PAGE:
Inborn errors of carbohydrate metabolism are inborn error of metabolism that affect the catabolism and anabolism of carbohydrates.
An example is lactose intolerance.
Lactose intolerance, also called lactase deficiency and hypolactasia, is the inability to digest lactose, a sugar found in milk and to a lesser extent milk-derived dairy products. It is not a disorder as such, but a genetically-determined characteristic.
Lactose intolerant individuals have insufficient levels of lactase, an enzyme that catalyzes hydrolysis of lactose into glucose and galactose, in their digestive system. In most cases this causes symptoms which may include abdominal bloating and cramps, flatulence, diarrhea, nausea, borborygmi (rumbling stomach), or vomiting after consuming significant amounts of lactose. Some studies have produced evidence that milk consumption by lactose intolerant individuals may be a significant cause of inflammatory bowel disease.
Abdominal distension occurs when substances, such as air (gas) or fluid, accumulate in the abdomen causing its outward expansion beyond the normal girth of the stomach and waist. It is typically a symptom of an underlying disease or dysfunction in the body, rather than an illness in its own right. People suffering from this condition often describe it as "feeling bloated." Sufferers often experience a sensation of fullness, abdominal pressure and possibly nausea, pain or cramping. In the most extreme cases, upward pressure on the diaphram and lungs can also cause shortness of breath. Through a variety of causes (see below), bloating is most commonly due to buildup of gas in the stomach, small intestine or colon. The pressure sensation is often relieved, or at least lessened, by burping (belching) or passing gas (flatulence). Medications that settle gas in the stomach and intestines are also commonly used to treat the discomfort and lessen the abdominal distension.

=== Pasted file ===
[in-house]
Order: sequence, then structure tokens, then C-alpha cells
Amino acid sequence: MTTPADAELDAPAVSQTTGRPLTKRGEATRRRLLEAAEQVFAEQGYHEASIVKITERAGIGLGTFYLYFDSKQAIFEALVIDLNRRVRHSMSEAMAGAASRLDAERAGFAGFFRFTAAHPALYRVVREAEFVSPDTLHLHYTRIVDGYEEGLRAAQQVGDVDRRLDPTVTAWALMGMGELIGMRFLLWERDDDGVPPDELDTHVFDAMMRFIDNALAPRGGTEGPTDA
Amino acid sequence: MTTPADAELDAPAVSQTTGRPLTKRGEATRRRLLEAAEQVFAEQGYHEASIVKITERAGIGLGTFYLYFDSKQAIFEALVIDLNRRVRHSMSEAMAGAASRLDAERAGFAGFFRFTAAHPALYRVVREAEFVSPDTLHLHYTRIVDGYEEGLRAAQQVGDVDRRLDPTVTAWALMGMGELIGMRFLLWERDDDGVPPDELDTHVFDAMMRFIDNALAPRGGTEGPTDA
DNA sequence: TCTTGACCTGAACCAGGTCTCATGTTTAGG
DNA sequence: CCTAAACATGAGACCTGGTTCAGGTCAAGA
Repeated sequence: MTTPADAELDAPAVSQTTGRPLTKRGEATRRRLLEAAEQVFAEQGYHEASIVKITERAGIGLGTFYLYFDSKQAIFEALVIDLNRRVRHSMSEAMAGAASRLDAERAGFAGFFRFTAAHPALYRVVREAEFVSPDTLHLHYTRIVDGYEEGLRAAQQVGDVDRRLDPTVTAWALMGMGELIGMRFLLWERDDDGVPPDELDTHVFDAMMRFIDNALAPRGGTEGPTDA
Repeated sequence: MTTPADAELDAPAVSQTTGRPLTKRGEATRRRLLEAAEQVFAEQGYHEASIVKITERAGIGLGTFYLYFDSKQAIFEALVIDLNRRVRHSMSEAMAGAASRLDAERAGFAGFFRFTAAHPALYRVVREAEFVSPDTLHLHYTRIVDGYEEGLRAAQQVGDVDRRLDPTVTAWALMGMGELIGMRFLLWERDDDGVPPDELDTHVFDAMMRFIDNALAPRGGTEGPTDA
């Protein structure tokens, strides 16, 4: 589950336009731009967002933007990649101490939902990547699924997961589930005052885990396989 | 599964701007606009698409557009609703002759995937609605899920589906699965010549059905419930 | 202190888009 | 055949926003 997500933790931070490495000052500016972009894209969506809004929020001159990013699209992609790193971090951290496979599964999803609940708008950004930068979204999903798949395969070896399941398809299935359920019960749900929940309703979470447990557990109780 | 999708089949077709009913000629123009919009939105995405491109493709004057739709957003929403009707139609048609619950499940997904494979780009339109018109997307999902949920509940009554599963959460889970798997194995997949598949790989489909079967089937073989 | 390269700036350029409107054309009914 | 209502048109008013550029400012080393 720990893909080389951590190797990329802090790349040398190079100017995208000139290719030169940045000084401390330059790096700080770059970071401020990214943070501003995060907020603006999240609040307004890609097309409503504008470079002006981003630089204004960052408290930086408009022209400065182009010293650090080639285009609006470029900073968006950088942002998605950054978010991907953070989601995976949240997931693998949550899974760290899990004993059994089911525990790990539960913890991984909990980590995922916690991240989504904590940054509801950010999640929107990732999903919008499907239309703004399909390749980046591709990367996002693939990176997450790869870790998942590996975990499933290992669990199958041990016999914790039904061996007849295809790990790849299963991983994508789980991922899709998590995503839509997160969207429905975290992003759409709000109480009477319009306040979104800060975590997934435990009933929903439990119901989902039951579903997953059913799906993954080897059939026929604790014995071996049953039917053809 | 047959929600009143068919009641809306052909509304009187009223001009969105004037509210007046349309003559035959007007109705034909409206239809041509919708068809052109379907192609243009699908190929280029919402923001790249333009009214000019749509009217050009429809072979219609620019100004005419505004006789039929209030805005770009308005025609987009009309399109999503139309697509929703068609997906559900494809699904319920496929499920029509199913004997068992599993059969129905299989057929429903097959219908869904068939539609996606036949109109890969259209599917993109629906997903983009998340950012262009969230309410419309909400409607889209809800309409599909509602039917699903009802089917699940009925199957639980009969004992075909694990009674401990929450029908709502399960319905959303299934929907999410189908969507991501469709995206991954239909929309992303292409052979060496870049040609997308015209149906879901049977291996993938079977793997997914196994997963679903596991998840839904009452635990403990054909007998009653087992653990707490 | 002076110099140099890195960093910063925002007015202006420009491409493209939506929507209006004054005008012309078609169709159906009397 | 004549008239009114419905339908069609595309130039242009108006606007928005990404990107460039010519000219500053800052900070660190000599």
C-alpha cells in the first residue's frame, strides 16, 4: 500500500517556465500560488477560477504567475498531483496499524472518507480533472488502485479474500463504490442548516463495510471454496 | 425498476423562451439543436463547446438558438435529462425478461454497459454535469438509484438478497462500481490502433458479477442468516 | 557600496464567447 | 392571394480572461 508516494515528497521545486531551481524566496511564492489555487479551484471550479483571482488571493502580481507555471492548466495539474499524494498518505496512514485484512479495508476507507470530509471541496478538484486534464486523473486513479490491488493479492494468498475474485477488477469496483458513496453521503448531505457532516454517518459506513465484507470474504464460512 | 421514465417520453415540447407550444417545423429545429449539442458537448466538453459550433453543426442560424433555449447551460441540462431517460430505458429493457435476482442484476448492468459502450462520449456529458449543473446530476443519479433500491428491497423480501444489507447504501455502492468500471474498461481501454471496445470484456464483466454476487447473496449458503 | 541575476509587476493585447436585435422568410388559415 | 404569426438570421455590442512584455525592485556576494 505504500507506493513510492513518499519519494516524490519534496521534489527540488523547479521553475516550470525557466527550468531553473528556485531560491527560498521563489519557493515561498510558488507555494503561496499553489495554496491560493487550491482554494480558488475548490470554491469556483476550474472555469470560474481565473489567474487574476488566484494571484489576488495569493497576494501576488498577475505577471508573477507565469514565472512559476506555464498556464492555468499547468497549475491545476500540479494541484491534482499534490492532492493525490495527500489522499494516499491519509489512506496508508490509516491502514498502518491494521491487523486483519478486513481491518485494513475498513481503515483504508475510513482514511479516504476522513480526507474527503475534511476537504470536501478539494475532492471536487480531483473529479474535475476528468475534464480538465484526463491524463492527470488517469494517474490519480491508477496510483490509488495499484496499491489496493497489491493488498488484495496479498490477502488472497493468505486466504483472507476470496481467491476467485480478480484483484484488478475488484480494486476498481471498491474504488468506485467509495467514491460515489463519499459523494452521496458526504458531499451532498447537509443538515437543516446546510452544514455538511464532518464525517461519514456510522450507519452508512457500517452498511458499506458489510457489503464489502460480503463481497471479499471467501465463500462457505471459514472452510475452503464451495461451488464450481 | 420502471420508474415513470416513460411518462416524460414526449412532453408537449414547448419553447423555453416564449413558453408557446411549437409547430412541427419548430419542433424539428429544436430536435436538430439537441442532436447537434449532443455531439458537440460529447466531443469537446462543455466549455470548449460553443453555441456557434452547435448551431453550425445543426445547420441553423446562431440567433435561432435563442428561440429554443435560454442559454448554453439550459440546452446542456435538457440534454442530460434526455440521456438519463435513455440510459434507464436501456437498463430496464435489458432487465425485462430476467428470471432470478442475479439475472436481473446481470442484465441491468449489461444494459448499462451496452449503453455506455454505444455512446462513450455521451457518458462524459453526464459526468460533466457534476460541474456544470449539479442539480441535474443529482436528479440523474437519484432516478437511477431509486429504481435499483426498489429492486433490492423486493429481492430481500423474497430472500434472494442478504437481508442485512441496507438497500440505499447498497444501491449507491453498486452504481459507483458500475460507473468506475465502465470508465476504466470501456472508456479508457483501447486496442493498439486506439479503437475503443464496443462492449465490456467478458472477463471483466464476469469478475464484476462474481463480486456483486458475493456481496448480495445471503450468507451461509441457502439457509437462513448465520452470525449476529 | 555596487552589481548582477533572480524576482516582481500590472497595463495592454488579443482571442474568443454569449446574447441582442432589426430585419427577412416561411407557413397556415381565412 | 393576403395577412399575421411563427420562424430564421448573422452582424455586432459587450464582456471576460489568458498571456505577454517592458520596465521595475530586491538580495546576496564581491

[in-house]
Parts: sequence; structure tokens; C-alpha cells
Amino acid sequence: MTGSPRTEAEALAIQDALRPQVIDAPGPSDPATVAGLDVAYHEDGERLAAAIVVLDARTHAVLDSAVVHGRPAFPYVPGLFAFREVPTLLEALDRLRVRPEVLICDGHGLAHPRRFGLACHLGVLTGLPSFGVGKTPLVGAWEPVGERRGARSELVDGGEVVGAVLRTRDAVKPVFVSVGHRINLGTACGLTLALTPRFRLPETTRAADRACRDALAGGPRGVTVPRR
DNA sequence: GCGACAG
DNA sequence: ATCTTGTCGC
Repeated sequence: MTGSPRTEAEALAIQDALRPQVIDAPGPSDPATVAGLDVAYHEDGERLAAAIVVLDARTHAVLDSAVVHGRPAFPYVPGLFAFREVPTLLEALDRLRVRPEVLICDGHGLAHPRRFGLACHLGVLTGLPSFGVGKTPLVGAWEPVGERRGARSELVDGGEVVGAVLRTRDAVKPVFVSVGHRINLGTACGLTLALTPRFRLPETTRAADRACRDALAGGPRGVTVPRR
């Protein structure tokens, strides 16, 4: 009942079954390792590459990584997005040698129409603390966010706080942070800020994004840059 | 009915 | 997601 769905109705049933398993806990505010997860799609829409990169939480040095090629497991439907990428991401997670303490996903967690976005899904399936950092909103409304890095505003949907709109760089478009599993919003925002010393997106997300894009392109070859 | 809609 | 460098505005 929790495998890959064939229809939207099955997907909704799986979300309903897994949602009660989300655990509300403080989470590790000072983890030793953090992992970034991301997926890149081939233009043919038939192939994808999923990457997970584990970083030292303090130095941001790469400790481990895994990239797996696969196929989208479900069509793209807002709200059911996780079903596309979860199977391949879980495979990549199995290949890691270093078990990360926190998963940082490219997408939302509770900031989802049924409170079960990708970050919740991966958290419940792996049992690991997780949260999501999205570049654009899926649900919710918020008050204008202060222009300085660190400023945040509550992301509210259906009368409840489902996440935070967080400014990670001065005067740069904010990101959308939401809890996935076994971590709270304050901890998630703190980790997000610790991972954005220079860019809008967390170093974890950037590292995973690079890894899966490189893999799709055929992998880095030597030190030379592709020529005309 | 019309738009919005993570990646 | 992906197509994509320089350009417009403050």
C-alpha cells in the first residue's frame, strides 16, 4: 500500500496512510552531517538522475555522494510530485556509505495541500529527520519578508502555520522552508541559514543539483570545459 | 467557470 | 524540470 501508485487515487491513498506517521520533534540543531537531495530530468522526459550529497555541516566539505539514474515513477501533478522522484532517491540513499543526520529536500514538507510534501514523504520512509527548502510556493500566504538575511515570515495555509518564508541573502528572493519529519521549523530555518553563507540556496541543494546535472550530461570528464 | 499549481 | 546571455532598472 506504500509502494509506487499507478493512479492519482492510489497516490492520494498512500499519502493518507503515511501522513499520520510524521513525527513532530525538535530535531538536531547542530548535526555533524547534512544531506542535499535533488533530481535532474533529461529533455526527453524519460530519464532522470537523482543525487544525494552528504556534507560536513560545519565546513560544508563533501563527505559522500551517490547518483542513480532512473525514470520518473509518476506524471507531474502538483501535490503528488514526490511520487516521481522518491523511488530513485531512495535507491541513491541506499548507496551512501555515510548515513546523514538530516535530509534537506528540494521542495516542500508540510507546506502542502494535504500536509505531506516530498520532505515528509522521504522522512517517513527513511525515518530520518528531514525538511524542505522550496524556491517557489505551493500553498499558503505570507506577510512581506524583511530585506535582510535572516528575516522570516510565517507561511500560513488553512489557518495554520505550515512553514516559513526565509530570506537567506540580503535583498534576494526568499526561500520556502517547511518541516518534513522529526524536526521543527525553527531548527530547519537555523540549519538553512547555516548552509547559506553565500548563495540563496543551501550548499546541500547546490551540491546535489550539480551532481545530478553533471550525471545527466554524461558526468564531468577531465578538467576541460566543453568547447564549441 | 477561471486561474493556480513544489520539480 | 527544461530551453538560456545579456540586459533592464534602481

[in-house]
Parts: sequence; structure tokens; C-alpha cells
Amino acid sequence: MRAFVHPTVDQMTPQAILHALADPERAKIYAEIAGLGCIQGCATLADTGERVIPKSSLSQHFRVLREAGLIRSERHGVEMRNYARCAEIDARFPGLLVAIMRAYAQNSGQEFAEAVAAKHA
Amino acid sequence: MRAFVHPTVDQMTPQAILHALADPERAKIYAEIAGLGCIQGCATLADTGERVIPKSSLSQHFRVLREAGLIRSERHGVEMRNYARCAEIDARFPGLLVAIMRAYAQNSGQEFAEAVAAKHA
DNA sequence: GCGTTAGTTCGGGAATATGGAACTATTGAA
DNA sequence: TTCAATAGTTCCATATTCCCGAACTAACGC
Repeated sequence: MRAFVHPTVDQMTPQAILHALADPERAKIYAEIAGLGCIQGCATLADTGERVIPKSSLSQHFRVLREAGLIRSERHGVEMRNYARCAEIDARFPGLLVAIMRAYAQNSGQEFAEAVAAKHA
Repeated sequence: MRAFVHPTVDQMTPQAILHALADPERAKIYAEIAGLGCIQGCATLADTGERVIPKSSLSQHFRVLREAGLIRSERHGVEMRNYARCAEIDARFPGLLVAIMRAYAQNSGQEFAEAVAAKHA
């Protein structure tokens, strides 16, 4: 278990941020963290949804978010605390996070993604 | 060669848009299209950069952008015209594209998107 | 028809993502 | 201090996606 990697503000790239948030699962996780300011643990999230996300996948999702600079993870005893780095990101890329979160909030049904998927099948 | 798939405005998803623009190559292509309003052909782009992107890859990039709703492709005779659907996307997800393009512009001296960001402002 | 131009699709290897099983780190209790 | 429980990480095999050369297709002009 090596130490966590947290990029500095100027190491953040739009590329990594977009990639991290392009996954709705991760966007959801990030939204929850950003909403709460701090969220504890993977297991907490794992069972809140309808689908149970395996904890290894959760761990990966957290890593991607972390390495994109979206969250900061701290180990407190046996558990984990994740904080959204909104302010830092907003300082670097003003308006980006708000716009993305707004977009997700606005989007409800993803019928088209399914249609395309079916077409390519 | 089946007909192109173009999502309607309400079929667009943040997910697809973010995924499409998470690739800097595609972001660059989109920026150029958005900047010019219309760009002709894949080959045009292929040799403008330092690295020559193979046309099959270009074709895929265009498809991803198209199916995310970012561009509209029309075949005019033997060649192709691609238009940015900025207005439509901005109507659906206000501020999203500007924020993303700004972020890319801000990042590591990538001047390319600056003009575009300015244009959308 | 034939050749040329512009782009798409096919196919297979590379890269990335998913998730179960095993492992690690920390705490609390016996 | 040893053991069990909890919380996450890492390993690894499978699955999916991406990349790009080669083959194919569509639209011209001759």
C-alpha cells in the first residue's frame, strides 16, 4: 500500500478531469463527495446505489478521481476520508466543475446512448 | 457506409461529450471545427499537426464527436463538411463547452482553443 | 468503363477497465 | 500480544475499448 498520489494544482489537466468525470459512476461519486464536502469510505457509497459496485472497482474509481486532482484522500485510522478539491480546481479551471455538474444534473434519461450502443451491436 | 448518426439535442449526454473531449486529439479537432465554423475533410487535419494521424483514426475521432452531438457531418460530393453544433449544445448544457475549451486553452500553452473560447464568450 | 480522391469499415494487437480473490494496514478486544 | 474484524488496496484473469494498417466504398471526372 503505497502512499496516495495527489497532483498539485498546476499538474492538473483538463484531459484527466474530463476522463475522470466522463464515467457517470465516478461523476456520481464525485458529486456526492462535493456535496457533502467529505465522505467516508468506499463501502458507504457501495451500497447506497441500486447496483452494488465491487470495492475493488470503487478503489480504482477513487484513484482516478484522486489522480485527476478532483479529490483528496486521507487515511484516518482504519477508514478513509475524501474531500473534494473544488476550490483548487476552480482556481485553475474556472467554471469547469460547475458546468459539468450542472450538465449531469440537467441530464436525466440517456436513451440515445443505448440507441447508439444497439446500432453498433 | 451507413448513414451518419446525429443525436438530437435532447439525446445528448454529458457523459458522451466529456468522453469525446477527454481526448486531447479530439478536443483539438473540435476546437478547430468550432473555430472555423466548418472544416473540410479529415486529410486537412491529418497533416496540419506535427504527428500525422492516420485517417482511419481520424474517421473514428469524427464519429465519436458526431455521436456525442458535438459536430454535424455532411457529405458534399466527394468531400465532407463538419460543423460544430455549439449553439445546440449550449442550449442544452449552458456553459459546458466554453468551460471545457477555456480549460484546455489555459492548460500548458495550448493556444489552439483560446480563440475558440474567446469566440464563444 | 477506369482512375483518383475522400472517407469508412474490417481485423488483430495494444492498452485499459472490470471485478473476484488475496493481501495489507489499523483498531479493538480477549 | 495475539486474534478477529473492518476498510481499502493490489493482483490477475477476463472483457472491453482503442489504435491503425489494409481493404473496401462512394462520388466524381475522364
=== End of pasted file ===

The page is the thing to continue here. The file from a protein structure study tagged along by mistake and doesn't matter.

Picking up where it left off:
Science of drugs including their origin, composition, pharmacokinetics,
pharmacodynamics, therapeutic use, and toxicology.
Pharmacology (from Greek φάρμακον, pharmakon, "poison" in classic Greek; "drug" in modern Greek; and -λογία, -logia "study of", "knowledge of") is the branch of medicine and biology concerned with the study of drug action, where a drug can be broadly defined as any man-made, natural, or endogenous (within the body) molecule which exerts a biochemical and/or physiological effect on the cell, tissue, organ, or organism. More specifically, it is the study of the interactions that occur between a living organism and chemicals that affect normal or abnormal biochemical function. If substances have medicinal properties, they are considered pharmaceuticals.